Adonis Diaries

Archive for December 10th, 2015

Petition: Don’t Let the Senate Pass Discriminatory Visa Waiver Bill

The Visa Waiver reform bill just PASSED the House by a 407-19 vote.

As we warned yesterday, this bill threatens to restrict the ability of Iranian Americans from traveling to Europe – as well as Americans who have travelled to Iran.

Moreover, it will bar people in Europe from traveling to the U.S. without a visa if they are Iranian dual nationals or have visited Iran since 2011.

Politico reported this morning that, indeed, the European Union has warned lawmakers that these restrictions may be imposed on Americans if the bill passes.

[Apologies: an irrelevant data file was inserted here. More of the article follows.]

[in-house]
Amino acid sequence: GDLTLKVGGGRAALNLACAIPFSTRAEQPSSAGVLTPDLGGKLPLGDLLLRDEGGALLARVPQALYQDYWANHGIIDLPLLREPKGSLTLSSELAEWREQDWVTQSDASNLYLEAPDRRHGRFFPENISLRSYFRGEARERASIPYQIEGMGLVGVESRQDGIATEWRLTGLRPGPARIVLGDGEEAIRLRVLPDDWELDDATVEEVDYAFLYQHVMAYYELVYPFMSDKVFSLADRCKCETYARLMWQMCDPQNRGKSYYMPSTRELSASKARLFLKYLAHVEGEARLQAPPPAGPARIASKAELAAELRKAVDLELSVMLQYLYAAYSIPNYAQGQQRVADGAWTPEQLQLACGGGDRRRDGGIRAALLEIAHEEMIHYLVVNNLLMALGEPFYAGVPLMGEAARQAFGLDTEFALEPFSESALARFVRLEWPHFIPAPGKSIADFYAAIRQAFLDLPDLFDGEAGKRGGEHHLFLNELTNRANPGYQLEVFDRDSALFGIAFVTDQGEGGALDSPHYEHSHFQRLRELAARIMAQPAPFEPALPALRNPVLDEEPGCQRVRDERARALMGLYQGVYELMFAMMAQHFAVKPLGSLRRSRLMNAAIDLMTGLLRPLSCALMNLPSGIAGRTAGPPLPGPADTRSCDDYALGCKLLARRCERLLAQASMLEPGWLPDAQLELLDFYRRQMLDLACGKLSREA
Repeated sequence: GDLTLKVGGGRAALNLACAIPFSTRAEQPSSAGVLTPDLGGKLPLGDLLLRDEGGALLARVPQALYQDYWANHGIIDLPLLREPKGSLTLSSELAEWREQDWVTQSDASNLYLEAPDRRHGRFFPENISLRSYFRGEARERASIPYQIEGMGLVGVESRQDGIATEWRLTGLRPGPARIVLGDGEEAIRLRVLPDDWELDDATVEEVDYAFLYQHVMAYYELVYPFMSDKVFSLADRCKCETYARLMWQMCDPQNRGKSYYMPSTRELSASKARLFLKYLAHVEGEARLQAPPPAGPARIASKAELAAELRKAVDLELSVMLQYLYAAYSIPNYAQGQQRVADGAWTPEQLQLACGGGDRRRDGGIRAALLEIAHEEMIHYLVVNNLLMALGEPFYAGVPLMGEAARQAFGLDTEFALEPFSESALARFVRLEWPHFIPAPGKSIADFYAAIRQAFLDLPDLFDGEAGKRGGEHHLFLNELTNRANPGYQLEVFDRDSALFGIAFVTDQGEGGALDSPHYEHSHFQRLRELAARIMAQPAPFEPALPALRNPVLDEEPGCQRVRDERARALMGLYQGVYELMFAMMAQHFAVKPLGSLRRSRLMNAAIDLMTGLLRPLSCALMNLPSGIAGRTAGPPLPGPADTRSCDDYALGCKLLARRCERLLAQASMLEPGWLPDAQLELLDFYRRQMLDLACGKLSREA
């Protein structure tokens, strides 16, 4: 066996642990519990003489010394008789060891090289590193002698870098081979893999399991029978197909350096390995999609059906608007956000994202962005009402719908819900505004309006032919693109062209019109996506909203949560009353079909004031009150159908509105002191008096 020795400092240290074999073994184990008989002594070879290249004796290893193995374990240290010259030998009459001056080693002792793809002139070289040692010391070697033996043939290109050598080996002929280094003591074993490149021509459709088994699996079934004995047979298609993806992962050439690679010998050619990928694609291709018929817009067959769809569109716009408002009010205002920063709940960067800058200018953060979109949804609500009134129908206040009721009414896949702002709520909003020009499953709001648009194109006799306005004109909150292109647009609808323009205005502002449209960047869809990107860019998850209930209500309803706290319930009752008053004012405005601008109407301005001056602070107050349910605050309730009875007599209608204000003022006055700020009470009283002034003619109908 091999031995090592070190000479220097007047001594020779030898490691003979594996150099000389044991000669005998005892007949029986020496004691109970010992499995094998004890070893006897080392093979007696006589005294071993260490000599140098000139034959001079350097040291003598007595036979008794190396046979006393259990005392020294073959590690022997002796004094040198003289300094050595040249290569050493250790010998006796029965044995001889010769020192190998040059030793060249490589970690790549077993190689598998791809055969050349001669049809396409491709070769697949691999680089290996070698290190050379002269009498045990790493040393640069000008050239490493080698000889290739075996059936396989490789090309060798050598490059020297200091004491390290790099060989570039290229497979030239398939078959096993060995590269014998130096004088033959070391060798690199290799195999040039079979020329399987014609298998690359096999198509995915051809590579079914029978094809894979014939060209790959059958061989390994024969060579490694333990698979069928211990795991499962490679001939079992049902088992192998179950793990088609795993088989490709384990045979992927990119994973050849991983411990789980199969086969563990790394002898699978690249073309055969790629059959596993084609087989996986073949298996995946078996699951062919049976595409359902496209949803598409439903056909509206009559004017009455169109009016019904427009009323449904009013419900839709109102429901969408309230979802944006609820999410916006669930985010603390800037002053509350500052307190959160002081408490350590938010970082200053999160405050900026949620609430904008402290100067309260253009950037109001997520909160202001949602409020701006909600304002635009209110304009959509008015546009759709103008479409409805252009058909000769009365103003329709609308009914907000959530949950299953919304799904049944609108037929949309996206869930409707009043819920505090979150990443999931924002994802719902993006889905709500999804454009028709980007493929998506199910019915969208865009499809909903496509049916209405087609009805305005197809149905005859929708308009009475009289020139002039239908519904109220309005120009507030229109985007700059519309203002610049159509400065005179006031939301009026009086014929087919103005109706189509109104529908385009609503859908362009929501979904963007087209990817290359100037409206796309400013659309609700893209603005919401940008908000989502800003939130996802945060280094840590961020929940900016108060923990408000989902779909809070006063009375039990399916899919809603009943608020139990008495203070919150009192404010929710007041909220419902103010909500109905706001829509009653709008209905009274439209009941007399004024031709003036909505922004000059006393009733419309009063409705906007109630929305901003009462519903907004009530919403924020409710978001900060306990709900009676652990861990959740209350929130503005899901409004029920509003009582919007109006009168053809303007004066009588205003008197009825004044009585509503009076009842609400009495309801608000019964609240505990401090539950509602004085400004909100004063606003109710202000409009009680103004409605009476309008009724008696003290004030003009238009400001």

This is bad, but the fight is not over: we can stop this bill in the Senate.

These provisions impacting Iranian Americans were added in backroom negotiations at the last minute without hearings or accountability.

While we only had 24 hours to mobilize opposition in the House, we have a head start to block these provisions in the Senate.

Take a moment to contact your Senators and urge them to keep these discriminatory provisions out of the bill.

The Senate has already introduced two bills to reform the visa waiver program.

One, from Senators Dianne Feinstein (D-CA) and Jeff Flake (R-AZ) does not target Iranian nationals.

The other, just introduced by Sen. Ron Johnson (R-WI), does target Iranian nationals.

We need to make sure that your Senators hear from you so that they do not pass language that targets the Iranian-American community.

NIAC Action is in contact with Senate offices, the White House and embassies to work to stop this dangerous legislation.

We are fighting an uphill battle, but there is still time to win this.